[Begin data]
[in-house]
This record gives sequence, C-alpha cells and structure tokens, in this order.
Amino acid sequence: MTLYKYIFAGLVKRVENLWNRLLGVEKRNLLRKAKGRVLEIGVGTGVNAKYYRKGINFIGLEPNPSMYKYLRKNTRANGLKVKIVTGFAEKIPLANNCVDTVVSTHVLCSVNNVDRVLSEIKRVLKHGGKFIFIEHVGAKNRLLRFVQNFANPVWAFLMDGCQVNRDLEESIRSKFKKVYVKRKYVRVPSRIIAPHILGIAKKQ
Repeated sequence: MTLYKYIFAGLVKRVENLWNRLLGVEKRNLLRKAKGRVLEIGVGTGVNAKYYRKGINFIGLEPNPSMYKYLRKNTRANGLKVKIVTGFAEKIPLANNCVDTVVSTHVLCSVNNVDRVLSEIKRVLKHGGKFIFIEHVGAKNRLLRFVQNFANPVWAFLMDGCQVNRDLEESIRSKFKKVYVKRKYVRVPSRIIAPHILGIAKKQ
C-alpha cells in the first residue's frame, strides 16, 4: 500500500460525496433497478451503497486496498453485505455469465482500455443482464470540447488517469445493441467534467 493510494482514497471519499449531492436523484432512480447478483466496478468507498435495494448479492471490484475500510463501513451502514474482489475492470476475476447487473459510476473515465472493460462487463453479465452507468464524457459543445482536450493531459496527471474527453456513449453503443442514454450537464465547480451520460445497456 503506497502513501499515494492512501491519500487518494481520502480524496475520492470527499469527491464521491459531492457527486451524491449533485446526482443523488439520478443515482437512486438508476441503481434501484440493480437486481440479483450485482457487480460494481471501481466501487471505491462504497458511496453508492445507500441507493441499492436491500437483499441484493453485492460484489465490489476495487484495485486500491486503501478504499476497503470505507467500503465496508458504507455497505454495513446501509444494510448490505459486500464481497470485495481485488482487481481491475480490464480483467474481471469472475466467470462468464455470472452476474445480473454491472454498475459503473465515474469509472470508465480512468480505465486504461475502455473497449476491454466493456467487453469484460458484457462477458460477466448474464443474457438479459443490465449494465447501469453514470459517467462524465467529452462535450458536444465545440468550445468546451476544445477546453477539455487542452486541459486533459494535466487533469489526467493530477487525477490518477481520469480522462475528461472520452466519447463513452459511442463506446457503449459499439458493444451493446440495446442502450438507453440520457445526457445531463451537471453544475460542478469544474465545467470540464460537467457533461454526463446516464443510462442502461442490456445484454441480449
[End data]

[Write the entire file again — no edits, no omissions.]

[in-house]
This record gives sequence, C-alpha cells and structure tokens, in this order.
Amino acid sequence: MTLYKYIFAGLVKRVENLWNRLLGVEKRNLLRKAKGRVLEIGVGTGVNAKYYRKGINFIGLEPNPSMYKYLRKNTRANGLKVKIVTGFAEKIPLANNCVDTVVSTHVLCSVNNVDRVLSEIKRVLKHGGKFIFIEHVGAKNRLLRFVQNFANPVWAFLMDGCQVNRDLEESIRSKFKKVYVKRKYVRVPSRIIAPHILGIAKKQ
Repeated sequence: MTLYKYIFAGLVKRVENLWNRLLGVEKRNLLRKAKGRVLEIGVGTGVNAKYYRKGINFIGLEPNPSMYKYLRKNTRANGLKVKIVTGFAEKIPLANNCVDTVVSTHVLCSVNNVDRVLSEIKRVLKHGGKFIFIEHVGAKNRLLRFVQNFANPVWAFLMDGCQVNRDLEESIRSKFKKVYVKRKYVRVPSRIIAPHILGIAKKQ
C-alpha cells in the first residue's frame, strides 16, 4: 500500500460525496433497478451503497486496498453485505455469465482500455443482464470540447488517469445493441467534467 493510494482514497471519499449531492436523484432512480447478483466496478468507498435495494448479492471490484475500510463501513451502514474482489475492470476475476447487473459510476473515465472493460462487463453479465452507468464524457459543445482536450493531459496527471474527453456513449453503443442514454450537464465547480451520460445497456 503506497502513501499515494492512501491519500487518494481520502480524496475520492470527499469527491464521491459531492457527486451524491449533485446526482443523488439520478443515482437512486438508476441503481434501484440493480437486481440479483450485482457487480460494481471501481466501487471505491462504497458511496453508492445507500441507493441499492436491500437483499441484493453485492460484489465490489476495487484495485486500491486503501478504499476497503470505507467500503465496508458504507455497505454495513446501509444494510448490505459486500464481497470485495481485488482487481481491475480490464480483467474481471469472475466467470462468464455470472452476474445480473454491472454498475459503473465515474469509472470508465480512468480505465486504461475502455473497449476491454466493456467487453469484460458484457462477458460477466448474464443474457438479459443490465449494465447501469453514470459517467462524465467529452462535450458536444465545440468550445468546451476544445477546453477539455487542452486541459486533459494535466487533469489526467493530477487525477490518477481520469480522462475528461472520452466519447463513452459511442463506446457503449459499439458493444451493446440495446442502450438507453440520457445526457445531463451537471453544475460542478469544474465545467470540464460537467457533461454526463446516464443510462442502461442490456445484454441480449